Monday, February 14, 2005

NEW YORK (AP) — Chocolates and flowers still abound, but Valentine’s Day is acquiring a new, politically tinged layer of symbolism.

For many activists, it’s now the date of choice to mobilize on matters of the heart — advocating abstinence, decrying divorce, rallying nationwide on homosexual “marriage.”

Across the country, teens from hundreds of schools and youth groups will make chastity pledges today on the “Day of Purity” — organized by the Liberty Counsel, a Florida-based conservative legal group.

In Arkansas, Gov. Mike Huckabee and his wife, Janet, will renew their wedding vows in front of hundreds of couples at a ceremony promoting the state’s covenant-marriage law — a voluntary system that makes divorce harder to obtain.

“The nation will be watching as we take a stand for marriage,” the Huckabees’ invitation says.

And at statehouses, courthouses and city halls nationwide, supporters of homosexual rights will rally in support of same-sex “marriage” as Valentine’s Day serves as the centerpiece of their “Freedom to Marry Week.” Similar observances have occurred annually since 1998, but this year, the mood is more combative as many states move to amend their constitutions to define marriage as the union of a man and a woman.

“There’s a greater appreciation this year of how much more work there still is to do,” said Evan Wolfson, a lawyer who heads the Freedom to Marry campaign.

“We are at a moment of peril right now, where our opponents are able to stampede people into adopting these discriminatory amendments, depriving them of the time to take a deep breath and embrace fairness,” he said.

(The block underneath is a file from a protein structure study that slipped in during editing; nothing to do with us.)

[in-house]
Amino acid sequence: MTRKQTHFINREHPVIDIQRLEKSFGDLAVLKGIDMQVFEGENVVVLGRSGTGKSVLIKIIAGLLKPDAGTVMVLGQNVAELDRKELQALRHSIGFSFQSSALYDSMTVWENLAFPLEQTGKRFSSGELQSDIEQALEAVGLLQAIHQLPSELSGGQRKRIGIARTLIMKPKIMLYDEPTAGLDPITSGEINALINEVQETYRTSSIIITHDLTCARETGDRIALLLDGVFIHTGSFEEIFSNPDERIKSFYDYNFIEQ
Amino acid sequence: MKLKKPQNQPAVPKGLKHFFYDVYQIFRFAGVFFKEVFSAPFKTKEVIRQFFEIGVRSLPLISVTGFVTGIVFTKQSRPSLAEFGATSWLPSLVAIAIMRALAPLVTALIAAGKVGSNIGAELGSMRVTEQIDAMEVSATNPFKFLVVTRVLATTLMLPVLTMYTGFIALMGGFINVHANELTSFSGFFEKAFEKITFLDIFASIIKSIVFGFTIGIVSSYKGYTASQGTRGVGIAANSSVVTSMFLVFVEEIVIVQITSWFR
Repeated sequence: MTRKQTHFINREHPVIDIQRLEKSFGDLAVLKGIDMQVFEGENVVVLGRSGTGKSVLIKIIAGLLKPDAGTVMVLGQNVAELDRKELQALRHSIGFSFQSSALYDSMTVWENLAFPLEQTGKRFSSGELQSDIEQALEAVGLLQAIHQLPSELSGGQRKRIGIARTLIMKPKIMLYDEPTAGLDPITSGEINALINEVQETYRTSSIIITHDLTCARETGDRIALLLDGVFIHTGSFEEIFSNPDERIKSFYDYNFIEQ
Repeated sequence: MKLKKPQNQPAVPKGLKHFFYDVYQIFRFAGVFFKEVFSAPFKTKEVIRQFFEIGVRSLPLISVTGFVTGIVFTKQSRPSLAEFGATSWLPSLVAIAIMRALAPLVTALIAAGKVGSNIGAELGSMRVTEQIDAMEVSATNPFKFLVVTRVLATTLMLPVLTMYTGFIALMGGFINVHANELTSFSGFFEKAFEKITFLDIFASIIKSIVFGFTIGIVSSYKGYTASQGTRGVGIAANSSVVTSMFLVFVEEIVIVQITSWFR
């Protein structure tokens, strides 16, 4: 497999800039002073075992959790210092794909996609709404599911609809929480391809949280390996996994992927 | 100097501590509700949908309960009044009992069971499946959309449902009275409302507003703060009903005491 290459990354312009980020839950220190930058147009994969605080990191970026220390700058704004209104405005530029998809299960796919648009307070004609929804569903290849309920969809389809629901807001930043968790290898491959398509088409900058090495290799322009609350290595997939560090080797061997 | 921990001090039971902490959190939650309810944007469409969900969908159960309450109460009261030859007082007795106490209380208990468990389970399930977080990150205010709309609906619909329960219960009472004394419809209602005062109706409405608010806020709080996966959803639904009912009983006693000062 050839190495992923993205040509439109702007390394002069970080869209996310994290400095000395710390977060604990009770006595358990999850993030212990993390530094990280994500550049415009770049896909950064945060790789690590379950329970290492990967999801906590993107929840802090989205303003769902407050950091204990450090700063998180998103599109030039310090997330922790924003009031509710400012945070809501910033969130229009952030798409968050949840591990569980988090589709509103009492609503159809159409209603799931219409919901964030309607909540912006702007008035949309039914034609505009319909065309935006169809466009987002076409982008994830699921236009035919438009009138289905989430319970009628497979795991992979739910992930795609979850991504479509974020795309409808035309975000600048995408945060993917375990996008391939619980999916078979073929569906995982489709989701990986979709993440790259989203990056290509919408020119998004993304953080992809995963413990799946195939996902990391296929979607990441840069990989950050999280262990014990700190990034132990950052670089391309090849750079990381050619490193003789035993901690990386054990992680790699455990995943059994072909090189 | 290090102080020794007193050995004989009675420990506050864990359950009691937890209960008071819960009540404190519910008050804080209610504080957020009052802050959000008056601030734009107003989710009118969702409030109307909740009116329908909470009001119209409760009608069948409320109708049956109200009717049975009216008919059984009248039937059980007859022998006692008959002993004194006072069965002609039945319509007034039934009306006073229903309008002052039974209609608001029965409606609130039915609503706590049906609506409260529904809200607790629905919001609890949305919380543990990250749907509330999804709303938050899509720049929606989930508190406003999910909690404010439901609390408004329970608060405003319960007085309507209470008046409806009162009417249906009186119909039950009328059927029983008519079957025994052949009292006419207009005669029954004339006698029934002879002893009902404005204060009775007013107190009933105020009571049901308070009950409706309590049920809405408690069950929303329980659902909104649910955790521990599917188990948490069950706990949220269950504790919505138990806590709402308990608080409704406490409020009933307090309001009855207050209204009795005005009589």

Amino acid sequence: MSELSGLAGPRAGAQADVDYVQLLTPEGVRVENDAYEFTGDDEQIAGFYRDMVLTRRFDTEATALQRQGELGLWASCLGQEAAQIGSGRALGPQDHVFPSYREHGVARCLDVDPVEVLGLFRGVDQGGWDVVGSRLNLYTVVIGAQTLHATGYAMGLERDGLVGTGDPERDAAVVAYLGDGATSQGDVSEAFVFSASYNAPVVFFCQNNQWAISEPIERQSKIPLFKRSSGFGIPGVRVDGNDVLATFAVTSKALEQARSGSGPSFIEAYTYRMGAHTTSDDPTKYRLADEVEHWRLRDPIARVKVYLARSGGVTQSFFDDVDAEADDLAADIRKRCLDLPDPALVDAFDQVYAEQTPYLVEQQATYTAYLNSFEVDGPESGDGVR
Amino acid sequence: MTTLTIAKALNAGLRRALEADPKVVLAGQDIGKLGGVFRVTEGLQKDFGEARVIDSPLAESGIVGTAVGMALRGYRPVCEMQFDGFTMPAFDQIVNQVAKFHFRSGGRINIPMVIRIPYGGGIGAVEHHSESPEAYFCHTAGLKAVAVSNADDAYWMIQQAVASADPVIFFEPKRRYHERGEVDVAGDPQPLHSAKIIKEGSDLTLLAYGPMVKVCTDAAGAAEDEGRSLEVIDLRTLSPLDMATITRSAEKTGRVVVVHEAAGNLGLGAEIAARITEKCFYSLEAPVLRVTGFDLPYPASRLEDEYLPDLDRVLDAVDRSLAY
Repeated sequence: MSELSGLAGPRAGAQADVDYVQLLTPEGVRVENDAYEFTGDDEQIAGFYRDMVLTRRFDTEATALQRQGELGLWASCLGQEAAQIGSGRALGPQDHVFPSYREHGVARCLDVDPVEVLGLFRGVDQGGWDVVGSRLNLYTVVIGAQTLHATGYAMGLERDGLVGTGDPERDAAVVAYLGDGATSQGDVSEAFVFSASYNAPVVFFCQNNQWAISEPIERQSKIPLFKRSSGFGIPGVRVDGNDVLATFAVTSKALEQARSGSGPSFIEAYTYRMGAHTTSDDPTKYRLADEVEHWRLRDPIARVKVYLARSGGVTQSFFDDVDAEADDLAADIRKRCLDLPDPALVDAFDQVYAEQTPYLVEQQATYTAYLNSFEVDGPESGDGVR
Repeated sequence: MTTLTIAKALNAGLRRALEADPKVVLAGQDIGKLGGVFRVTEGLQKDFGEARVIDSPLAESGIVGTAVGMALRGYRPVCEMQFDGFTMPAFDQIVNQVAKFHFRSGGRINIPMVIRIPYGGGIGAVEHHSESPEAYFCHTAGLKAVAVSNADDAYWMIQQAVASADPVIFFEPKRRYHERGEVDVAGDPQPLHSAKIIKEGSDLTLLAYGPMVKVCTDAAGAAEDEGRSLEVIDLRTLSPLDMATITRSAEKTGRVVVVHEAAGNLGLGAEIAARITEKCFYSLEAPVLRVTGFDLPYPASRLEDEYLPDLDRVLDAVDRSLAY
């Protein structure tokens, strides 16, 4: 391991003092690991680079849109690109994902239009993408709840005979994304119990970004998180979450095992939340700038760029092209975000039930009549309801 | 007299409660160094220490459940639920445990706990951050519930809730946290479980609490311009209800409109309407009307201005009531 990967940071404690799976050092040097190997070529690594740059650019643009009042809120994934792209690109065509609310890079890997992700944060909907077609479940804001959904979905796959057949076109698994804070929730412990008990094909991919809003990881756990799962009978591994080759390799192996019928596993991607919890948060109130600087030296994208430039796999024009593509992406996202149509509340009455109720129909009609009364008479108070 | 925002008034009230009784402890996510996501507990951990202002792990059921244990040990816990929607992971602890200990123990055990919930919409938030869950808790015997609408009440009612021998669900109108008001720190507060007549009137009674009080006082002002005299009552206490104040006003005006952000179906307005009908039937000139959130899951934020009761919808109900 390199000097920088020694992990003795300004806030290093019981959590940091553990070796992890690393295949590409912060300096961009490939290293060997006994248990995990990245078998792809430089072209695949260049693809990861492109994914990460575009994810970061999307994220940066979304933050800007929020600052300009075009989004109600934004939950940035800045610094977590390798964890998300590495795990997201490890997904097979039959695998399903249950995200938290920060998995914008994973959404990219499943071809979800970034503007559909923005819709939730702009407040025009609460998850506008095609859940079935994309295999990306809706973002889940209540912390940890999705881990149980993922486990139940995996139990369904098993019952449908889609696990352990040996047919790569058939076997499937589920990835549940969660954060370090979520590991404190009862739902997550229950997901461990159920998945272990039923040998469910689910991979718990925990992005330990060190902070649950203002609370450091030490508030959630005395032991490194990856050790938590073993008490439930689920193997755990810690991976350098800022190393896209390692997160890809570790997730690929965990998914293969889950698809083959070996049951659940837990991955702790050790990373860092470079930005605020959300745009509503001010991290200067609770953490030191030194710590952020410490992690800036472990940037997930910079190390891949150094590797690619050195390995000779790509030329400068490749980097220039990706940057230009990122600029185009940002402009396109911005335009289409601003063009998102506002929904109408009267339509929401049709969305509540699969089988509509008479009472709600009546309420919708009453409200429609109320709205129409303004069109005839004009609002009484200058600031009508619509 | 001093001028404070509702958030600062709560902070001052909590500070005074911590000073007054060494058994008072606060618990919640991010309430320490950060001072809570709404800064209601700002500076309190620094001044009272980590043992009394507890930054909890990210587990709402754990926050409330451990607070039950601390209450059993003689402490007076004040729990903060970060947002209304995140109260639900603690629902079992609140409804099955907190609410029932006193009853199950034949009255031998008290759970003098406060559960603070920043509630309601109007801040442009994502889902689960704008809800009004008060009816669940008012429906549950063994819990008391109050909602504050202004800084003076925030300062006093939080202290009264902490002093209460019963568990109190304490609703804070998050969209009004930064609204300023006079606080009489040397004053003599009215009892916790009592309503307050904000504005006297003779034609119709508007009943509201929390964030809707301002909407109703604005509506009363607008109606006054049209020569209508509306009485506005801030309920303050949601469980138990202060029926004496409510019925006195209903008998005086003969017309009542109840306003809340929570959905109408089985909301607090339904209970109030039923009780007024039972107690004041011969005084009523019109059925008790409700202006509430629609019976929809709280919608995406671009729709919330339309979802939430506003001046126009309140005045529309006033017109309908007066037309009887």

Today’s events include rallies for homosexual “marriage” in Milwaukee; Portland, Ore.; and Tampa, Fla., and at the statehouses in Maryland, New Mexico and Washington. In Richmond, homosexual couples plan to apply for marriage licenses at City Hall, then be united in ceremonies performed by a minister from the Metropolitan Community Church.

A very different crowd is expected tonight at a North Little Rock arena for the marriage celebration in Arkansas, where voters overwhelmingly approved a constitutional amendment against homosexual “marriage” last year.

“This fun-filled, romantic evening will encourage and equip you as a couple to go the distance,” said the Huckabees’ invitation, which promised entertainment from a Grammy-winning gospel singer and inspirational speeches from marriage experts.

The governor, in a telephone interview, said he wants to make more Arkansans aware of covenant marriage — an option in which couples pledge to go through lengthy counseling before any divorce, unless there is a dramatic factor such as physical abuse.

“It’s an admission on our part that keeping a marriage together is very hard work. It’s a commitment that if the marriage hits a crisis, we’ll see counselors before we see lawyers — and see if we can work it out,” Mr. Huckabee said.

Organizers of the Day of Purity, being held for the second time, said young people from about 2,000 schools and church groups have signed up to participate.

They are encouraged to wear white T-shirts as a symbol of purity and to hand out fliers to fellow students on such topics as promiscuity and sexually transmitted diseases.

“Students are bombarded with the message that they should become sexually active at a young age and to experiment with their sexual preferences,” organizers said. “The Day of Purity offers the youth who strive for sexual purity an opportunity to stand in opposition to a culture of moral decline.”

But school officials and teachers in some communities were wary of promoting the Day of Purity for fear that it would be seen as a religious activity, said Rena Lindevaldsen, the event’s national coordinator.

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